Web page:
“Then you run the record of the patient to get a bit of their information and prepare yourself. Next, you call them, explain who you are, where you’re calling from, what contact tracing will do, how it can help prevent the spread of the virus and ask if they’re be happy to proceed.”
People are then are taken through a questionnaire on a UK Government website, which asks for details such as where they’ve been, who’s been in the house with them, where they’ve worked and so on. People can fill these in this questionnaire themselves, but not everyone has a smart phone or is comfortable doing it unassisted. The average call takes about 45 minutes.
“I’m really enjoying it,” Hitchen says.
“It’s been very interesting to learn about the coronavirus and the systems we use and I’ve had lots of positive feedback.”
Visit nhs.uk/coronavirus to find out how to get a test
Test and Trace: Your questions answered…
Q. Do I have to tell the contact tracers who I’ve been in contact with?
A. Yes, you’ll be asked who you live and work with, and who you’ve been in contact with during leisure activities.
Q. Will it be anonymous, or will people know you’re the one who infected them?
A. The NHS Test and Trace service will only tell people they’ve been in contact with someone who’s tested positive for the virus, but won’t share your name and details. All information is held in strict confidence.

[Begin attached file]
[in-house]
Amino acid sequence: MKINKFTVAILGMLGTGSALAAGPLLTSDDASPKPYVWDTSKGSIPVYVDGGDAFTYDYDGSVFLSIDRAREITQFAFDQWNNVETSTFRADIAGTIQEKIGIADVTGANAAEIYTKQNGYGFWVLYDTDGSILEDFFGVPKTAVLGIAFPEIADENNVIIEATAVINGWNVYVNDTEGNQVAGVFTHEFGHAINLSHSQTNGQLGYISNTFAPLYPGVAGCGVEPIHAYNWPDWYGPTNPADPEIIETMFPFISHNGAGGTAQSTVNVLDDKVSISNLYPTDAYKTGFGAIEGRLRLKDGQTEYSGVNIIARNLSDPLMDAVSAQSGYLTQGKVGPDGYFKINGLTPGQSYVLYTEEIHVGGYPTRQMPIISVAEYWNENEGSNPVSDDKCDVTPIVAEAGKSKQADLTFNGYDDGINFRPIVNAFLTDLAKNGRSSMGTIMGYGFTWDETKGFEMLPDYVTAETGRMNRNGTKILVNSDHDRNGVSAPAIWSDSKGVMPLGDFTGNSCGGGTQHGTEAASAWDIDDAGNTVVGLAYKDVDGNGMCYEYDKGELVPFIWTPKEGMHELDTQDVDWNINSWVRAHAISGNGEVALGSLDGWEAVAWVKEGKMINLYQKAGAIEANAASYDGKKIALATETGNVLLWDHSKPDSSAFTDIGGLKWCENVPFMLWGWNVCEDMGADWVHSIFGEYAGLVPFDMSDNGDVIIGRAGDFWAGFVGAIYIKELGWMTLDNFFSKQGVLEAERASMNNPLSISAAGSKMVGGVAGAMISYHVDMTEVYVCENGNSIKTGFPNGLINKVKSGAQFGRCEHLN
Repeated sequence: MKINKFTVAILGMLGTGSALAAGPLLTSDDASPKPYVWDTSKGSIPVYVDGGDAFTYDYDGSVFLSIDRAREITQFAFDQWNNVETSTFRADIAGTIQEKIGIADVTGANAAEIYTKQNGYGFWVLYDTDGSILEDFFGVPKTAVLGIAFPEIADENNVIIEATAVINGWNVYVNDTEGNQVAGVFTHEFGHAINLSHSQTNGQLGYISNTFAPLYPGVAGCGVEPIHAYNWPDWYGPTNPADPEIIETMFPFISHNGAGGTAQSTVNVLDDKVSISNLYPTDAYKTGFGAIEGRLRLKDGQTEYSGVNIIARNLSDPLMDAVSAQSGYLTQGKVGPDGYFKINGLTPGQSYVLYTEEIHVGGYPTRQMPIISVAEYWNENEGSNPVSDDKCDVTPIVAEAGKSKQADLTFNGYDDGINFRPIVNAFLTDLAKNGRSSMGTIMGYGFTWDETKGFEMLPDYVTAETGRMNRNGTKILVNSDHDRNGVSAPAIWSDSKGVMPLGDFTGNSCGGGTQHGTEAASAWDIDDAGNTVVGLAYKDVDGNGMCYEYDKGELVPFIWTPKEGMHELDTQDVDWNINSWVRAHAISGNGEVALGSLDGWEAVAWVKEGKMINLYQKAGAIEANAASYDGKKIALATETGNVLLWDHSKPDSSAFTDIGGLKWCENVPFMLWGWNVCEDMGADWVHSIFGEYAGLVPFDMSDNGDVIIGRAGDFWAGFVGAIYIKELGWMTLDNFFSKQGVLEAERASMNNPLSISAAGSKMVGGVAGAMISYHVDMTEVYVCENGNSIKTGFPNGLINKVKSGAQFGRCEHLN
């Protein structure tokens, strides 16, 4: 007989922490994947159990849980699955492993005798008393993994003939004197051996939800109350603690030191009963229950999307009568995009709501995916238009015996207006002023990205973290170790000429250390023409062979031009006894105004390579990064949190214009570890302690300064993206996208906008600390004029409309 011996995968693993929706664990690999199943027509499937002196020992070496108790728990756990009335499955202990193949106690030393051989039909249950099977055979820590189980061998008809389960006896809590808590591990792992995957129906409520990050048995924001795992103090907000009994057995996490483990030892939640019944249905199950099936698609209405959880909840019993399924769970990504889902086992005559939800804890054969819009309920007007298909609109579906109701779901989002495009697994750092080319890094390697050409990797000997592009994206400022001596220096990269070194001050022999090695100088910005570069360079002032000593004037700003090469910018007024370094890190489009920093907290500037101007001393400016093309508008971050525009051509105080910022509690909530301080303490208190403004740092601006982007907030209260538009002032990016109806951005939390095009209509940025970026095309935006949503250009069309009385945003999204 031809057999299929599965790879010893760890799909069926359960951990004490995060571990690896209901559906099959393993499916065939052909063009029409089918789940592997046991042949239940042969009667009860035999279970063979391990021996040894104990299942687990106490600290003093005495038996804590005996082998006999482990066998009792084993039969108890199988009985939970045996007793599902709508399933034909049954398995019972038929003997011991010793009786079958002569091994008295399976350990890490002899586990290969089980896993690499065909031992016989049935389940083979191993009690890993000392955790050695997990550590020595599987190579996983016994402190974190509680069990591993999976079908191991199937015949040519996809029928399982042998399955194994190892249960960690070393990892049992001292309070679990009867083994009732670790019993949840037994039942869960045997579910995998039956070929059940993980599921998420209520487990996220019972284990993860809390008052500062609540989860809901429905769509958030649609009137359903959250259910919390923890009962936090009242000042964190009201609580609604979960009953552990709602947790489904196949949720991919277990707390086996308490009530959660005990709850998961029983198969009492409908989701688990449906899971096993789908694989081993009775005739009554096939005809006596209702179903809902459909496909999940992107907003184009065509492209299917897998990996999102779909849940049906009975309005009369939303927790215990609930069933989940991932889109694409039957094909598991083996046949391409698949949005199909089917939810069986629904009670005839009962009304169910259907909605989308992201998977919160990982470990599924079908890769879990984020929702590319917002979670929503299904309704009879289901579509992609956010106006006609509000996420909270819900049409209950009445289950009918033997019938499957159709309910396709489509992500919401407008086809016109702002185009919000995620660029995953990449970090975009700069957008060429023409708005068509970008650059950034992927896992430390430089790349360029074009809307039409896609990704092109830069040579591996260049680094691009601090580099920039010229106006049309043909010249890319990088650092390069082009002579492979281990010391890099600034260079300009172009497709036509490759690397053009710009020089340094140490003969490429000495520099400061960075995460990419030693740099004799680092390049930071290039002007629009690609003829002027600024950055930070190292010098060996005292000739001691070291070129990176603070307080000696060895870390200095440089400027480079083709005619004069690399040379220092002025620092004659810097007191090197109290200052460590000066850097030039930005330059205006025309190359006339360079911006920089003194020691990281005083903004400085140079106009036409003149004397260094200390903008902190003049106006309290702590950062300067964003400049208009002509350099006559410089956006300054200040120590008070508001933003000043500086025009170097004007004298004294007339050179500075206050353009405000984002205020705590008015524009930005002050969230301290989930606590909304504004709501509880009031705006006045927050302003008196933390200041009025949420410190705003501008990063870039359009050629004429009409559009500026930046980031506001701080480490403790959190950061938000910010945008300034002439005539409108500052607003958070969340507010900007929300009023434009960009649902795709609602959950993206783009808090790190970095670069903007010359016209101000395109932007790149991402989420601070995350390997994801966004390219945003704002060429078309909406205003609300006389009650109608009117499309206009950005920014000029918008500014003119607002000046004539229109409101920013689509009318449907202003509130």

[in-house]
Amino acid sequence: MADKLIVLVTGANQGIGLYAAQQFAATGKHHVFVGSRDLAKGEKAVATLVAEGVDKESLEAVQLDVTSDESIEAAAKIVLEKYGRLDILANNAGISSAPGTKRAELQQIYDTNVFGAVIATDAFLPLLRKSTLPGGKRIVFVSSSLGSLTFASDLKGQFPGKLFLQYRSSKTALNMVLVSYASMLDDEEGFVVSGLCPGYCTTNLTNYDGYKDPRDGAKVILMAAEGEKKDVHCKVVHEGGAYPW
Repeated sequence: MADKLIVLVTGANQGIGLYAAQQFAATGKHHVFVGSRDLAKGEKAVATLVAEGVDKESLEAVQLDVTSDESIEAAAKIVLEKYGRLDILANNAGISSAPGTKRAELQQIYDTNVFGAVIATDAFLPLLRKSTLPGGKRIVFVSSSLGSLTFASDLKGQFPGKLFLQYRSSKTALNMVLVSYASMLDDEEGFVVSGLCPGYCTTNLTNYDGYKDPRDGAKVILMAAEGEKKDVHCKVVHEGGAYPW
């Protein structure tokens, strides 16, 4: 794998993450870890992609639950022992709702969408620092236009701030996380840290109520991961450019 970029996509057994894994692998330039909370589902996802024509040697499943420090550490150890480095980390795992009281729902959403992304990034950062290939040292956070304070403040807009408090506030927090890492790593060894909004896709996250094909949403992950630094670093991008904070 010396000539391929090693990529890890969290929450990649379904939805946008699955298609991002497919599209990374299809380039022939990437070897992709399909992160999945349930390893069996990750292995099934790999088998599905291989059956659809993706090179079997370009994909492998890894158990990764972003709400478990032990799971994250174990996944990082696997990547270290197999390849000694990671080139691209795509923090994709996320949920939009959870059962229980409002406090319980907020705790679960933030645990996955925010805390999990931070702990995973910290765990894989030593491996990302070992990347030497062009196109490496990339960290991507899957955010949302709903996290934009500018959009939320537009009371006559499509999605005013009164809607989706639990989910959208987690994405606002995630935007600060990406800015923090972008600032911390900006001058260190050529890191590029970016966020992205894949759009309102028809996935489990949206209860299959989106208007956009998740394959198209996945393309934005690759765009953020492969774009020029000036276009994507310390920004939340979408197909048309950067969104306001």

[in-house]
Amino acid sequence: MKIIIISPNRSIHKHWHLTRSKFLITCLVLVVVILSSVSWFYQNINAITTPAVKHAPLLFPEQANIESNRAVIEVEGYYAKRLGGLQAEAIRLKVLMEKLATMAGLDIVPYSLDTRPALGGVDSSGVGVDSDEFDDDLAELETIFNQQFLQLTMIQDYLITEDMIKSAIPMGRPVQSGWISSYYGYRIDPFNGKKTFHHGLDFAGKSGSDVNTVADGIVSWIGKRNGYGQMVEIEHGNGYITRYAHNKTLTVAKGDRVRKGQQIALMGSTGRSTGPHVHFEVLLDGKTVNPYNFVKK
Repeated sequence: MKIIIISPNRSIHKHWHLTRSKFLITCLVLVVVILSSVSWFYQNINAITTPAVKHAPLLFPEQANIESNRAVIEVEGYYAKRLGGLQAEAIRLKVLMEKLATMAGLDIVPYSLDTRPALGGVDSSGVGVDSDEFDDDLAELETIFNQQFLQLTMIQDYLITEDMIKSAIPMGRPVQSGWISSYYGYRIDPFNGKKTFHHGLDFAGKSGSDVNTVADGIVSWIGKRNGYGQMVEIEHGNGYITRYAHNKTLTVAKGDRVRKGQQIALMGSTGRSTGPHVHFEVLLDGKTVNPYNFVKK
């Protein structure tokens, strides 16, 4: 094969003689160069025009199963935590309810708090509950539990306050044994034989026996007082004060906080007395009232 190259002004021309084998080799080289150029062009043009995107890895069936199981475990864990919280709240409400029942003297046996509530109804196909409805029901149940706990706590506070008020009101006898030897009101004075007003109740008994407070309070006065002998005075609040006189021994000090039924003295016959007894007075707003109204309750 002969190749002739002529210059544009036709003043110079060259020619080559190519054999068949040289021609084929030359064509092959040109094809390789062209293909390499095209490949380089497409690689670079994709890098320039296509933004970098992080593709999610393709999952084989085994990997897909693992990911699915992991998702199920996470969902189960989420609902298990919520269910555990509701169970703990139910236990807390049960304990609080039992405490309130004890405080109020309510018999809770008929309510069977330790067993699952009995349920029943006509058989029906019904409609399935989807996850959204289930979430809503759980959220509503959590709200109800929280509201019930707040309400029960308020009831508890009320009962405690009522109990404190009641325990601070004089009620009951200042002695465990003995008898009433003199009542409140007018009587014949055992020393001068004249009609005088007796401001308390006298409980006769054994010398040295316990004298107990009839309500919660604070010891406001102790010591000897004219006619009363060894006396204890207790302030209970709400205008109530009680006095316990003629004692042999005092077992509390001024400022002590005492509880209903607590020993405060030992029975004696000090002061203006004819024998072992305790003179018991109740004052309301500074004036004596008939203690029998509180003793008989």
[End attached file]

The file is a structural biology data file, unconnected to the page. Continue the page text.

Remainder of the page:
Q. How will you make sure people are isolating while waiting for their test results?
A. Most people have been complying with social distancing, so the Government is confident the public will play their part in reducing the spread of the virus. But if they find that people are not isolating, they could make home visits and issue fines.
Q. If I’ve had a positive test and no-one has called me within 24 hours, who do I call?
A. The service aims to make contact via email, text or landline within 24 hours of receiving the test result, so stay at home for seven days and make sure your household isolates for 14.
Q. If I’m told to self isolate, can I get a test?
A. Only order a test if you develop symptoms, and if not continue to isolate for 14 days.
Q. Can I go out again if I get a negative test result?
A. No – you must complete your two-week isolation.
Q. Will antibody test results be part of the system?
A. The WHO doesn’t have evidence to suggest you’re immune if you’ve had the virus, so even if you’ve had an antibody test you’d still need to isolate for 14 days if contacted.
Q. What about people I might have come into contact with on public transport?
A. Wear a mask on public transport and maintain a two-metre distance. “Contact” is defined as spending more than 15 minutes within two metres of someone with Covid-19.
Q. How will contact tracing work if I have no phone or computer?
A. You do need an email address and phone number to get a test, but if you don’t have one you can use a trusted friend or family member’s.
Q. Will I be asked to isolate more than once?
A. You might do if you’ve been in recent close contact with someone who’s tested positive for the virus. The best way to avoid being asked to isolate is to follow social distancing rules